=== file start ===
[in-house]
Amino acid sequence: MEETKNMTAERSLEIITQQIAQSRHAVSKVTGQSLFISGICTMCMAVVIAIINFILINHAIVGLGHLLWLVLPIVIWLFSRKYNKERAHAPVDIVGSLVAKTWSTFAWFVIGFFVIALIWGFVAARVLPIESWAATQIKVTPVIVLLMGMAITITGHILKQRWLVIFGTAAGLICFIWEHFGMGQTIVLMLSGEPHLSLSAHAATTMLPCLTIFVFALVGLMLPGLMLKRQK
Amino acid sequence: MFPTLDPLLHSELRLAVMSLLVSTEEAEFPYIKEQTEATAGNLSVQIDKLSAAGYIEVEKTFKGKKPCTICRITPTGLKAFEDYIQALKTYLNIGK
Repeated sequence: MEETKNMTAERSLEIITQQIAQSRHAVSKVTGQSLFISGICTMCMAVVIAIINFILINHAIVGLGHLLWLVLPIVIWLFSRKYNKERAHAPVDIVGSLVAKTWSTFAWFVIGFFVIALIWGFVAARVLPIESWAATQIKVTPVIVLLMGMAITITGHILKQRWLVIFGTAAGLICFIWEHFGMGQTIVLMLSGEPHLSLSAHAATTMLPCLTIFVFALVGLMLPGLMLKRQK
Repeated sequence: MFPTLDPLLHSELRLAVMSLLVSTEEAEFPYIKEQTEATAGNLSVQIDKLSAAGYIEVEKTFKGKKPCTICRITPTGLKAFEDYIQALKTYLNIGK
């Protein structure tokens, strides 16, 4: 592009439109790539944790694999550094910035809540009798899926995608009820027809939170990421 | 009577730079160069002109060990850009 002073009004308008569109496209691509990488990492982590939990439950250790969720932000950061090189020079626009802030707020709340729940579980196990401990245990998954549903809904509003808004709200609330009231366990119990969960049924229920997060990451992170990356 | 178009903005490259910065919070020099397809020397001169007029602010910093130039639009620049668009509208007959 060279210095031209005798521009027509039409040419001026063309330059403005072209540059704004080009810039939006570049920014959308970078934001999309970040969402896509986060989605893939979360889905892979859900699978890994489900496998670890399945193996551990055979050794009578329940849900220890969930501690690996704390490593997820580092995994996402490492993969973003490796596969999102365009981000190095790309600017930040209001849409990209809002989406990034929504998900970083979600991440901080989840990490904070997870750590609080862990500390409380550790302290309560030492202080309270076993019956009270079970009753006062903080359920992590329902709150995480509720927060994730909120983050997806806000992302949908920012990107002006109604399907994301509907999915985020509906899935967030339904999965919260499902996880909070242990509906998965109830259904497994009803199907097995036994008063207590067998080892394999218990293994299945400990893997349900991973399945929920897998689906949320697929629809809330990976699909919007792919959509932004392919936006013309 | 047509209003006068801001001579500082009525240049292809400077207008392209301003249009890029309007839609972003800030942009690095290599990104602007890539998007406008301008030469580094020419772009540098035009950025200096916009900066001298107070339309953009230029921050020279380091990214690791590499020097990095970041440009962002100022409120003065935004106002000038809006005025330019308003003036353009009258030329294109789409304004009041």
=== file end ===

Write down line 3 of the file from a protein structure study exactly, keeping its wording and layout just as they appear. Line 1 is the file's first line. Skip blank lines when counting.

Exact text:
Amino acid sequence: MFPTLDPLLHSELRLAVMSLLVSTEEAEFPYIKEQTEATAGNLSVQIDKLSAAGYIEVEKTFKGKKPCTICRITPTGLKAFEDYIQALKTYLNIGK